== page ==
Is Snorkeling Safe For Non Swimmers?

Your worst nightmare must involve being stuck at sea with nowhere to turn when you don’t know how to swim.

But you’re not on the Titanic. Snorkeling is a hundred times safer than you think even if you can’t swim.

Do you really want to miss out on all the amazing sea life you’ll be able to see under the ocean? The good news is that you don’t have to.

Is Snorkeling Safe For Non Swimmers?

Yes, snorkeling is absolutely safe for non swimmers. You can enjoy the underwater world like everyone else. You might need to follow some best practices and use extra equipment, so we’re going to spend a while looking at how you can make your snorkeling dreams come true.

You Need To Learn How To Relax

The most important thing non swimmers need to do is learn how to relax. When you start to panic while snorkeling it doesn’t help when you don’t have the ability to keep yourself afloat. There are a few specific things that will help you out much more than you think:

  • Always wear a full face snorkel mask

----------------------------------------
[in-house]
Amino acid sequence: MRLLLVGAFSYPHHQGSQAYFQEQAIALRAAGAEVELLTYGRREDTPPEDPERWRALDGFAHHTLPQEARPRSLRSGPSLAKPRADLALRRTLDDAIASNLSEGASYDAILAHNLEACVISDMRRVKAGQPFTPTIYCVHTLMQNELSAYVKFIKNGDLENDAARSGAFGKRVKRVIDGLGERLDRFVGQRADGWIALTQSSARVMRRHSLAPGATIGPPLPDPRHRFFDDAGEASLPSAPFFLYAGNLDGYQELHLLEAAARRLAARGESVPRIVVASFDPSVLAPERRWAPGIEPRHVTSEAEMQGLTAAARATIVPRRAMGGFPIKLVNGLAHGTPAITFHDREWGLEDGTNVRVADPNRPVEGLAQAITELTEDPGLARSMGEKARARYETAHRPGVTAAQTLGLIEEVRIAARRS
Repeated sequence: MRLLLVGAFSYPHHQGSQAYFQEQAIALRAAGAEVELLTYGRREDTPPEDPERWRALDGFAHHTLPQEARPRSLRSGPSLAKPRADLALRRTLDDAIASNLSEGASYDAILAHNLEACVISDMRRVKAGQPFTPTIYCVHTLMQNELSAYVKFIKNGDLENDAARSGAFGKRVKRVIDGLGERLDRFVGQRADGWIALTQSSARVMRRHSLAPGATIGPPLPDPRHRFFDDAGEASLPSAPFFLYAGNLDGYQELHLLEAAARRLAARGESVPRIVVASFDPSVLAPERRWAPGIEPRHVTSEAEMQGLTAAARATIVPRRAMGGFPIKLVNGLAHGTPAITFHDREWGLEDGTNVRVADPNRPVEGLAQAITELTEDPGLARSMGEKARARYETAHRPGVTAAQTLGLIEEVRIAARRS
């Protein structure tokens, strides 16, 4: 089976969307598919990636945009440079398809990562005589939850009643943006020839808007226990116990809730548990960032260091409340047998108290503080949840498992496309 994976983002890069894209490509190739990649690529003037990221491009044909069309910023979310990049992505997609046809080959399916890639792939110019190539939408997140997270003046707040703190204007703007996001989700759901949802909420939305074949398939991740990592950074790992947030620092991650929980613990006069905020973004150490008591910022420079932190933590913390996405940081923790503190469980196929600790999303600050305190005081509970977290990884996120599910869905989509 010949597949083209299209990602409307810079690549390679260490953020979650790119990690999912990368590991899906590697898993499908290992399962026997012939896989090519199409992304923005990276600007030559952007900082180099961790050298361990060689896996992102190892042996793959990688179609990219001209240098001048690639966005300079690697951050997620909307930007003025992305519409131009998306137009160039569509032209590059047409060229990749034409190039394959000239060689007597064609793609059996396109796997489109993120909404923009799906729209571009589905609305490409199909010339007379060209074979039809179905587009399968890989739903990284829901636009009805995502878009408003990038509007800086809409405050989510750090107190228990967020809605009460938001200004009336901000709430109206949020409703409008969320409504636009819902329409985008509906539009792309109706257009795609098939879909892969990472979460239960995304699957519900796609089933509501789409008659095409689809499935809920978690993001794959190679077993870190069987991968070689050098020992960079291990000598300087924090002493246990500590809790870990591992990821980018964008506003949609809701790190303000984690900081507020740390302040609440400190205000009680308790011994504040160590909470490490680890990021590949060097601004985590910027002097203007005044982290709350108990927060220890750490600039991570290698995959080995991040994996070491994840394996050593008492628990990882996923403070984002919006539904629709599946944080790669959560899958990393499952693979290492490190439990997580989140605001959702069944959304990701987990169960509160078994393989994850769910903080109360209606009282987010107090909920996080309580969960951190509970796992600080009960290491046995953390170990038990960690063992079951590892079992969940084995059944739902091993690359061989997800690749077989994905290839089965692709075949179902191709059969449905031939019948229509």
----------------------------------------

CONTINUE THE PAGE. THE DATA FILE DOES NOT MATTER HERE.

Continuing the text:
• Go with a tour company if possible
  • You must have good fins on your feet
  • Check the sea conditions beforehand

Always wear a full face snorkel mask – Once you learn how to swim feel free to use any snorkel mask you want. But non swimmers should stick to the best full face snorkel masks if they want to stay relaxed for a few huge reasons:

  1. You can breathe through your nose
  2. No water can fall into the snorkel
  3. They come with anti-fog technology

1 – You can breathe through your nose

A full face snorkel mask covers your entire face, which means you can breathe through your mouth and nose. It feels much more natural than being forced to breathe solely through your mouth. If you can’t swim you want to cut down on the amount of problems to deal with.